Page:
När medeltidens sol gått ned : debatten om byggnadsvård i England, Frankrike och Tyskland 1815-1914
Sammanfattning: In the 19th and early 20th centuries, most medieval buildings of importance were repaired, reconstructed or rebuilt according to a number of different theories. Those theories, their origin, development, and transformation within different schools are studied. Their relationship to cultural, political and religious circumstances, and to the question of whether the period had a distinct style of its own, is discussed. This thesis proves that the formation of principles culminated in the 1840s in all the countries concerned, in connection with extensive restoration enterprises. The fundamental rules, drafted as early as the 18th century, were developed along two lines, an antiquarian-orientated theory which sought to preserve buildings in the condition which time had bestowed on them, and the norms of unity of style which aimed at restoring monuments to their former glory. Both lines emerged so early that they must be considered to be independent courses, not the one an answer to the other. The antiquarian view was often advocated by personalities in literature and general culture, the unity of style by architects. A restoration rhetoric developed about restraint and respect for what was genuine, at the same time as the architects took more and more liberties. The restoration movement was united with the Romantic and neo-Gothic currents and consequently of international character. The arguments wandered across the borders, and the parties involved corresponded, contributed to each other’s periodicals and visited each other. A limited number of arguments were repeated over a long period of time. Some were associated with a certain school, others turned up in different camps. Few of the best-known old texts about the care of monuments broke new ground: the real pioneers were in many cases less well known, and are introduced in this survey.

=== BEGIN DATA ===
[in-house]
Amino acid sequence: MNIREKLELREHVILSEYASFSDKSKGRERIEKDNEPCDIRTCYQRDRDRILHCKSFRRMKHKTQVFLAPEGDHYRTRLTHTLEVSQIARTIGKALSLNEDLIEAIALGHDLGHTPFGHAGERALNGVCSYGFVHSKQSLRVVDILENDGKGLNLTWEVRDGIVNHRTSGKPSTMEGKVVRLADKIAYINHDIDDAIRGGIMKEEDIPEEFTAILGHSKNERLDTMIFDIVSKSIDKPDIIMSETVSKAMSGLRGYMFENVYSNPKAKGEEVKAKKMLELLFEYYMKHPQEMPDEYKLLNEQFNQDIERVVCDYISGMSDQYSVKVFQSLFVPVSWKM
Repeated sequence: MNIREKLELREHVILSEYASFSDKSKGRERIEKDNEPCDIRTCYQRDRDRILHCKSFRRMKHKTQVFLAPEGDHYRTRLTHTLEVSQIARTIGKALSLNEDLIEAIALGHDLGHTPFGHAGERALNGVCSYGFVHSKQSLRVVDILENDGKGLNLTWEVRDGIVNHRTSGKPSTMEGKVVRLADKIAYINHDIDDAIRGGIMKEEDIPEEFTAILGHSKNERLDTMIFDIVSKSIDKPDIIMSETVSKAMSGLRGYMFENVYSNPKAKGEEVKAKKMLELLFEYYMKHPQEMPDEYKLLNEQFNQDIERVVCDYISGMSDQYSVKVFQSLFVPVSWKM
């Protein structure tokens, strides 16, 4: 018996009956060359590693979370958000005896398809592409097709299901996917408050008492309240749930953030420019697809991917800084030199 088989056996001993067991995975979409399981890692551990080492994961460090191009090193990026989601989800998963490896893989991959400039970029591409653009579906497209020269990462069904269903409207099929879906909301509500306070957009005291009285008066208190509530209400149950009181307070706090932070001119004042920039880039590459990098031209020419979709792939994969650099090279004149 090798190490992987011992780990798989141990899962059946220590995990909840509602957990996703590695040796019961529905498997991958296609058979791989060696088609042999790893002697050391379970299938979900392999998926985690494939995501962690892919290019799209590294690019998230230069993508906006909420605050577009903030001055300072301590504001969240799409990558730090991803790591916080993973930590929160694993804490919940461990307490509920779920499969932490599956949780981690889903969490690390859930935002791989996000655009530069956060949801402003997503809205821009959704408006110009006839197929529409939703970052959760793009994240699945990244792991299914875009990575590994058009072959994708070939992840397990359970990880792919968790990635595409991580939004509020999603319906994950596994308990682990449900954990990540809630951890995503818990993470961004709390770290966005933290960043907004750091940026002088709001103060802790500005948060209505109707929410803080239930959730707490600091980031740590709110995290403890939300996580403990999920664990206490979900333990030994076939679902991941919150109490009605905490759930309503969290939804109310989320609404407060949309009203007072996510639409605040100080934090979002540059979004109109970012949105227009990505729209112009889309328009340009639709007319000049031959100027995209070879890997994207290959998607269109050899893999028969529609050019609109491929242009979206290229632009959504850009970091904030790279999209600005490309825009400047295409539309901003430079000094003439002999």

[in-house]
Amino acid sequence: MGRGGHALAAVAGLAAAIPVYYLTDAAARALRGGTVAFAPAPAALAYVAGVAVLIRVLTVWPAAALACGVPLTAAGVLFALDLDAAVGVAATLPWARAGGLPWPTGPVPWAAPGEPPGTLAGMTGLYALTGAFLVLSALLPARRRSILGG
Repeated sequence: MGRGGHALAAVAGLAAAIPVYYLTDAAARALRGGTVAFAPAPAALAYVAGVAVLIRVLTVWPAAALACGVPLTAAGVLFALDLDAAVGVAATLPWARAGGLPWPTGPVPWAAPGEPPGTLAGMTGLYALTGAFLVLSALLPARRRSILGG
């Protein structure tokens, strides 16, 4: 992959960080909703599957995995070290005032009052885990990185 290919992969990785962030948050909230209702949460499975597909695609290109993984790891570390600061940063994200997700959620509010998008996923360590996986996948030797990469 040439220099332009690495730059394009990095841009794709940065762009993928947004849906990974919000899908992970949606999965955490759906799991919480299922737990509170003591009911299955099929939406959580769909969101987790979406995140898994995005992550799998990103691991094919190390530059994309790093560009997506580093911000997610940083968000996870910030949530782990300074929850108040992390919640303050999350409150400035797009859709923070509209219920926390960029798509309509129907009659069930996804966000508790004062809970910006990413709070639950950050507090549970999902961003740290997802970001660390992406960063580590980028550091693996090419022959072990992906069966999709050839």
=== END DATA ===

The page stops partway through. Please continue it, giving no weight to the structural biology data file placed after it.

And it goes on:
KLICKA HÄR FÖR ATT SE AVHANDLINGEN I FULLTEXT. (PDF-format)